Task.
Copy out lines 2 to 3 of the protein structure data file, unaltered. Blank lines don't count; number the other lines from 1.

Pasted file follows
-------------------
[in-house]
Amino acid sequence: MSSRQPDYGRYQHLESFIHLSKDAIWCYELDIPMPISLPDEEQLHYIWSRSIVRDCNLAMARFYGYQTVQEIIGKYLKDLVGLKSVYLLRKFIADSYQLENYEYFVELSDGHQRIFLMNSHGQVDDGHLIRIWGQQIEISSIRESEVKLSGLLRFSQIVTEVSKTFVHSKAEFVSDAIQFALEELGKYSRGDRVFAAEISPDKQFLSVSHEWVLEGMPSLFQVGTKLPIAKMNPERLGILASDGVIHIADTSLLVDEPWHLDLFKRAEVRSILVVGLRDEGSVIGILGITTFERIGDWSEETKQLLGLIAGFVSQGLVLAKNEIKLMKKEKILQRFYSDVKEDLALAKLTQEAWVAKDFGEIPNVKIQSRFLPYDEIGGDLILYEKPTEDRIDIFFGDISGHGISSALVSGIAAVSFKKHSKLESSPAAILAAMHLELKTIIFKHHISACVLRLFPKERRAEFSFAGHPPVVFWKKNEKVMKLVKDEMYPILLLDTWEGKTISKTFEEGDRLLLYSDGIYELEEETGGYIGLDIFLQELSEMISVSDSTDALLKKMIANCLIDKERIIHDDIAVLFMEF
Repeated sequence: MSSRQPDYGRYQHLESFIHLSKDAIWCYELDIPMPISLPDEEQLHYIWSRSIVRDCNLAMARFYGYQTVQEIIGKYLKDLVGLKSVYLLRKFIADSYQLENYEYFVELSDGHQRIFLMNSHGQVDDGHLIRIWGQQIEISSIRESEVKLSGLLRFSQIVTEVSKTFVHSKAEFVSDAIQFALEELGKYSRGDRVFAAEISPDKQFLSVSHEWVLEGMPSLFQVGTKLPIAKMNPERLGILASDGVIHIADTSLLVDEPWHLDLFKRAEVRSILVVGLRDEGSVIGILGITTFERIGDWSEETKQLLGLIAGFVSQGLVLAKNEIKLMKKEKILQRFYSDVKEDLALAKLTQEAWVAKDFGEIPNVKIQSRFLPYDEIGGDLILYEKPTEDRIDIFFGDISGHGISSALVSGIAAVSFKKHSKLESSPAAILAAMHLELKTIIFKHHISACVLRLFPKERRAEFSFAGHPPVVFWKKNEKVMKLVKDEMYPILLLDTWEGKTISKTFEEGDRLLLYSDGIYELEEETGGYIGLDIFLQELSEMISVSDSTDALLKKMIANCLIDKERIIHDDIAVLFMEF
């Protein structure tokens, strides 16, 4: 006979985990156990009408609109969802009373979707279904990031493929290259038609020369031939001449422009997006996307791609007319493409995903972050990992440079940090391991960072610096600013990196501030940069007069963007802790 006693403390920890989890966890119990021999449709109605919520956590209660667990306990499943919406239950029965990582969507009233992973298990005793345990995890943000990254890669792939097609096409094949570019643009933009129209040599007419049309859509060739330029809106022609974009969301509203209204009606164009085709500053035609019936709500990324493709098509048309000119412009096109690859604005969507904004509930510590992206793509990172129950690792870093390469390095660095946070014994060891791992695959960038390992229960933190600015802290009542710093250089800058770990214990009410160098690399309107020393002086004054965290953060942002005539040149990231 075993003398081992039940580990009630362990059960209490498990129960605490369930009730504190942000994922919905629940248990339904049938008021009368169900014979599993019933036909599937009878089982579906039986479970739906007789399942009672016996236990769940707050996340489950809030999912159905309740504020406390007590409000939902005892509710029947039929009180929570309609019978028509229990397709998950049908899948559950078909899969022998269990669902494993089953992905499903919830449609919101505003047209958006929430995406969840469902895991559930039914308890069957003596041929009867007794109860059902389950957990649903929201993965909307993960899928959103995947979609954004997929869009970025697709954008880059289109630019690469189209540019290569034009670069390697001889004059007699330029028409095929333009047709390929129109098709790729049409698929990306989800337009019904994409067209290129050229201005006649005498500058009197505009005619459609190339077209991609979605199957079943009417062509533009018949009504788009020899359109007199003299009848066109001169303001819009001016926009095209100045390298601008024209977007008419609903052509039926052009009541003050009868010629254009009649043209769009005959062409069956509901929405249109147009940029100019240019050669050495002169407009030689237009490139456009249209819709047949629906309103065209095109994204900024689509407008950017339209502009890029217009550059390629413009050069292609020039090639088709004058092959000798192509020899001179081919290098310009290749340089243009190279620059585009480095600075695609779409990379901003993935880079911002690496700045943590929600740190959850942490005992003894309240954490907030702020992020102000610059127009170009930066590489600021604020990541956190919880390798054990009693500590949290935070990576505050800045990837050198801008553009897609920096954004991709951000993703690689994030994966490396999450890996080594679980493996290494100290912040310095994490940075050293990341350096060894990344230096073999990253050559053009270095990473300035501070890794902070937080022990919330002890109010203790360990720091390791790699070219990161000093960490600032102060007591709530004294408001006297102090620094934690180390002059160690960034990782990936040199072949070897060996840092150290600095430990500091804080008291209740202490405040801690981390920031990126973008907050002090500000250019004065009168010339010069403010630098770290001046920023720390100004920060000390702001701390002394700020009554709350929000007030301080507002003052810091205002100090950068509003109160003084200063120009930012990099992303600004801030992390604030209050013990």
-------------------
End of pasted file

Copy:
Amino acid sequence: MSSRQPDYGRYQHLESFIHLSKDAIWCYELDIPMPISLPDEEQLHYIWSRSIVRDCNLAMARFYGYQTVQEIIGKYLKDLVGLKSVYLLRKFIADSYQLENYEYFVELSDGHQRIFLMNSHGQVDDGHLIRIWGQQIEISSIRESEVKLSGLLRFSQIVTEVSKTFVHSKAEFVSDAIQFALEELGKYSRGDRVFAAEISPDKQFLSVSHEWVLEGMPSLFQVGTKLPIAKMNPERLGILASDGVIHIADTSLLVDEPWHLDLFKRAEVRSILVVGLRDEGSVIGILGITTFERIGDWSEETKQLLGLIAGFVSQGLVLAKNEIKLMKKEKILQRFYSDVKEDLALAKLTQEAWVAKDFGEIPNVKIQSRFLPYDEIGGDLILYEKPTEDRIDIFFGDISGHGISSALVSGIAAVSFKKHSKLESSPAAILAAMHLELKTIIFKHHISACVLRLFPKERRAEFSFAGHPPVVFWKKNEKVMKLVKDEMYPILLLDTWEGKTISKTFEEGDRLLLYSDGIYELEEETGGYIGLDIFLQELSEMISVSDSTDALLKKMIANCLIDKERIIHDDIAVLFMEF
Repeated sequence: MSSRQPDYGRYQHLESFIHLSKDAIWCYELDIPMPISLPDEEQLHYIWSRSIVRDCNLAMARFYGYQTVQEIIGKYLKDLVGLKSVYLLRKFIADSYQLENYEYFVELSDGHQRIFLMNSHGQVDDGHLIRIWGQQIEISSIRESEVKLSGLLRFSQIVTEVSKTFVHSKAEFVSDAIQFALEELGKYSRGDRVFAAEISPDKQFLSVSHEWVLEGMPSLFQVGTKLPIAKMNPERLGILASDGVIHIADTSLLVDEPWHLDLFKRAEVRSILVVGLRDEGSVIGILGITTFERIGDWSEETKQLLGLIAGFVSQGLVLAKNEIKLMKKEKILQRFYSDVKEDLALAKLTQEAWVAKDFGEIPNVKIQSRFLPYDEIGGDLILYEKPTEDRIDIFFGDISGHGISSALVSGIAAVSFKKHSKLESSPAAILAAMHLELKTIIFKHHISACVLRLFPKERRAEFSFAGHPPVVFWKKNEKVMKLVKDEMYPILLLDTWEGKTISKTFEEGDRLLLYSDGIYELEEETGGYIGLDIFLQELSEMISVSDSTDALLKKMIANCLIDKERIIHDDIAVLFMEF